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David Thompson Posted:
So very, very true. It beggars belief that we consider ourselves to be a developed nation when so much of our economy is based on selling milk powder or logs. BTW, I own a Plinius amplifier (my second) that drives a set of Theophany speakers.
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David Thompson Posted:
A robust but sobering report. It concerns me that confidence is rising, yet sales and exports are down and "manufacturers and exporters are still lagging behind other sectors". Surely we should wait until we're earning more money before we start spending more?
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siemens Posted:
Yes true! The only thing that will never die in this world is the nature and its science behind it. Great post.
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Kieran Ormandy Posted:
Thanks for the question Steven, Germany has seen increases in manufacturing employment since 2009, and Switzerland has had stable manufacturing employment between 2006 – 2011, even in the face of ongoing Euro-zone issues. Korea has seen increases in manufacturing employment since 2008 and Israel experienced large increases since 1998, while being stable over the last 4 years. Singapore has had increases in manufacturing employment over the last two years. These countries all value their manufacturing sectors and work to protect them, this is reflected in the above numbers and their performance through the GFC. Note data around the above examples was sourced from OECD labour market stats.
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John Walley Posted:
Point one: you should have no doubt what our Association says publically represent the views of our members. Point two: we don’t knee jerk responses, if you trace back our comments around NZPower you will see them link all the way back to our research in 2004 and 2005. All that material is fully linked from our comments above. Point three: you will note our comments on major users, sadly the same advantage does not accrue to smaller industrial users. The perverse incentives of the LRMC approach in all this are well known. Point four: the NZMEA is not like any other Association in New Zealand we admit only manufacturers and exporters into membership, and our public expressions are the views of that restricted membership.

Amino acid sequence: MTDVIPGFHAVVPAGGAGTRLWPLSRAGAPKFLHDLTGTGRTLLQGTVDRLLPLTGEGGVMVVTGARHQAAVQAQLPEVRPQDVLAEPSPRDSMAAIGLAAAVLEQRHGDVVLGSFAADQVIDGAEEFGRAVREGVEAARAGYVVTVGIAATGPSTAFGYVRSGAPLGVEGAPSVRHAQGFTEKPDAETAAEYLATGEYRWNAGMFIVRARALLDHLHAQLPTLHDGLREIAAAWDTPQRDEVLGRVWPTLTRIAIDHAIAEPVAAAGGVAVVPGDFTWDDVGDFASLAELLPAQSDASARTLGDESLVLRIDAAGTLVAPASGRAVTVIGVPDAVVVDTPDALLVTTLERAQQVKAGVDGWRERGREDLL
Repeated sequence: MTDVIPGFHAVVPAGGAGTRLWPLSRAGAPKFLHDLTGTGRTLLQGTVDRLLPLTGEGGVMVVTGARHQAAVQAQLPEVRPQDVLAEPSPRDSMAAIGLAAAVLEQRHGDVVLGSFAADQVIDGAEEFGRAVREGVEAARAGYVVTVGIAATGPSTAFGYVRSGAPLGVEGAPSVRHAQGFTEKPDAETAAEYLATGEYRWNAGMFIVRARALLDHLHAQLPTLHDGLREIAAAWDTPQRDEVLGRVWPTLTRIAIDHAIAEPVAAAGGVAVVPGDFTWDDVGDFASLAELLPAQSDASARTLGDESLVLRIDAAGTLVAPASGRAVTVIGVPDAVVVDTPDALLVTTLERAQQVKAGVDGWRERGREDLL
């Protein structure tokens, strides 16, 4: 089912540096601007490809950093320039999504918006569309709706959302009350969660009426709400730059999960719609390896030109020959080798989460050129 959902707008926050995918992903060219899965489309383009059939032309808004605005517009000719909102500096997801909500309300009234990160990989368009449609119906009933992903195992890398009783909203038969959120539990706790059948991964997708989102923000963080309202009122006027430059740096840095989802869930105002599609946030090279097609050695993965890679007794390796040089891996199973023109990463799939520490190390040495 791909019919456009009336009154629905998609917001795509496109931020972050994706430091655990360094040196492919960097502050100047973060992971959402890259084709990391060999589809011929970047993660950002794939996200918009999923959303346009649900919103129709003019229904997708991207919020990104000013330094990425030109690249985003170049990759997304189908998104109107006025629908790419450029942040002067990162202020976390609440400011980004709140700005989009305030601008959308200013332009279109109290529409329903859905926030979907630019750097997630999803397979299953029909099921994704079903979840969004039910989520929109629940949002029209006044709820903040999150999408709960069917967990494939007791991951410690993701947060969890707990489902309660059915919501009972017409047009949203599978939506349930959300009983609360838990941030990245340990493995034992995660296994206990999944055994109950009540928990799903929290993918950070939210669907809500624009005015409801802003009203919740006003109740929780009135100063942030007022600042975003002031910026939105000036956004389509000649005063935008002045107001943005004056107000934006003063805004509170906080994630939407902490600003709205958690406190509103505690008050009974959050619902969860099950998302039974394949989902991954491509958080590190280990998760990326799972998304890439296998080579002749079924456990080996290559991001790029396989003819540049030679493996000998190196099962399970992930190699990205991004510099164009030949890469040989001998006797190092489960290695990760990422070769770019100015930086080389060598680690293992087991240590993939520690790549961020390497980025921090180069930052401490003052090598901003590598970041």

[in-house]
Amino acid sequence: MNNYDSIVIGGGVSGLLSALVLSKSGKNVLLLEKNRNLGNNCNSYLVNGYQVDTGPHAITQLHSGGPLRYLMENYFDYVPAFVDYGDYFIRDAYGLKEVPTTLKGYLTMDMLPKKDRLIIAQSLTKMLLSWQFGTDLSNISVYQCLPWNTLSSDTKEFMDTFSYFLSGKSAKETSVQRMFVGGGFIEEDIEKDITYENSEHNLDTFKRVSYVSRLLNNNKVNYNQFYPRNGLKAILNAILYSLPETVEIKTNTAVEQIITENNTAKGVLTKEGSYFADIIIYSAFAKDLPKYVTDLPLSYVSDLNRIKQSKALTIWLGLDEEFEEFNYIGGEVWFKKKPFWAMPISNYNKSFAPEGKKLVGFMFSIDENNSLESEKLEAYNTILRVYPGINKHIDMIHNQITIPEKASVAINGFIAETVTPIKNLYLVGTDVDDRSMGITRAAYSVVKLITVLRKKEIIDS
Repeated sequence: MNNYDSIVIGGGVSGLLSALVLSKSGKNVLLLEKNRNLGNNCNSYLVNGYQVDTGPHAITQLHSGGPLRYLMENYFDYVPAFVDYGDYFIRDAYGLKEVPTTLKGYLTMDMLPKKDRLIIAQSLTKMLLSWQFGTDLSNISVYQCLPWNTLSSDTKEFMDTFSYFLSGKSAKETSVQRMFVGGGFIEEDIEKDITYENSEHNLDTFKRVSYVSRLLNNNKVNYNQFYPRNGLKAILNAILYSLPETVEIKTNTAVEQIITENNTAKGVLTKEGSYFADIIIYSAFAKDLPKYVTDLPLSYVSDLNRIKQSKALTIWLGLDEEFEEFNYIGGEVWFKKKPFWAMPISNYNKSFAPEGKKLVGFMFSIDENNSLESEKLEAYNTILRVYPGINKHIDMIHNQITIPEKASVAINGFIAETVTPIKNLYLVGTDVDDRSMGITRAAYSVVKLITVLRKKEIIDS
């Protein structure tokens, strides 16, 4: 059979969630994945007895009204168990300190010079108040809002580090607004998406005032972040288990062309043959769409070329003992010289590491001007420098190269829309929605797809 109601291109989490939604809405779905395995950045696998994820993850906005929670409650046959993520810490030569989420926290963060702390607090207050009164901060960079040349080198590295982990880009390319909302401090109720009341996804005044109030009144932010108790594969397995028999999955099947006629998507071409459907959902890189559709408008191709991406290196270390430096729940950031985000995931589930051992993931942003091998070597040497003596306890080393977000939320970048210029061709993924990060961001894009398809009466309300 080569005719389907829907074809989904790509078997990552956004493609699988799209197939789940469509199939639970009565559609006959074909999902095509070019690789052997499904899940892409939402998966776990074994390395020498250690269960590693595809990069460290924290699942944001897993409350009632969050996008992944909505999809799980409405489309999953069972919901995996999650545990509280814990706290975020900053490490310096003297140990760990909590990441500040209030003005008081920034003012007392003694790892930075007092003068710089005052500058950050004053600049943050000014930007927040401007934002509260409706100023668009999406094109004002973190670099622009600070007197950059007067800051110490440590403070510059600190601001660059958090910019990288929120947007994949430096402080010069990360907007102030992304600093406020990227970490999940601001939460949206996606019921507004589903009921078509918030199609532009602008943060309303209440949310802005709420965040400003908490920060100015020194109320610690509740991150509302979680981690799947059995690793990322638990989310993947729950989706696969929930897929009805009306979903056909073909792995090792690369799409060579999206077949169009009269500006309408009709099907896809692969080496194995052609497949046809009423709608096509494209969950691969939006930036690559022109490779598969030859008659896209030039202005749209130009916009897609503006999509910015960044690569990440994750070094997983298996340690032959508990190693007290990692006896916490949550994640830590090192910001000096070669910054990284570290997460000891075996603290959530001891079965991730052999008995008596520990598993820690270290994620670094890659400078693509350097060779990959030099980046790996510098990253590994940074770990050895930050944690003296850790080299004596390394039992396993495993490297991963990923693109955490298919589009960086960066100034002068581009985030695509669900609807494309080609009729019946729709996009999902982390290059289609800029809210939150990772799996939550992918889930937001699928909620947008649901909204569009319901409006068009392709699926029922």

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17/2/16

Currency remains uncomfortably high


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While the New Zealand Dollar (NZD) has fallen back from record highs, it remains uncomfortably high for manufacturers and exporters, particularly against the Australian Dollar (AUD), say the New Zealand Manufacturers and Exporters Association (NZMEA).

NZMEA Chief Executive Dieter Adam says, “Manufacturers and exporters have been pleased to see the currency fall back, but there is still a way to go. The NZD has reacted somewhat to today’s fall in dairy prices against some currencies, but has risen against the AUD. In recent months our currency has been failing to fall significantly, in spite of a series of dairy price decreases, reductions in our interest rates and an (albeit minor) increase in US interest rates. Unlike in similar situations of global uncertainty in the past, our dollar has also failed to respond to the recent negative sentiment and falls in equity prices globally.

“Australia is one of our most significant trading partners, and is our largest export market for mechanical machinery and equipment. Against the Australian dollar, our currency has trended upwards since 2011, where it sat in the low 0.70's.

“Staying at the 0.94c – 0.92c range against the AUD is putting pressure on our manufacturers ability to be competitive and get the margins needed to re-invest in their businesses. Manufacturers need to invest in R&D, equipment, expanding markets and employees skills to grow and stay competitive into the future.

“Manufacturers will be watching the Reserve Bank of New Zealand’s (RBNZ) next OCR decision and corresponding comments on the currency, for which they have continued to point to as uncomfortably high for some time. Inflation and inflation expectations remain low despite recent OCR cuts – we may need to start looking seriously at ways to give the RBNZ more tools and targets, to better balance outcomes for inflation, employment, growth and our currency, in a new global economic environment.

“We need the automatic stabilisers to work. A sustained overvalued currency really does affect the competiveness and success of our manufacturers and exporters over time. Successful economies are built and grow on a foundation of successful manufacturers to add value, provide export income, innovation, technical skills and well-paid employment.”  



tags: currency, exchange rate, dollar, exports, income, australia, rbnz, ocr, interest rate

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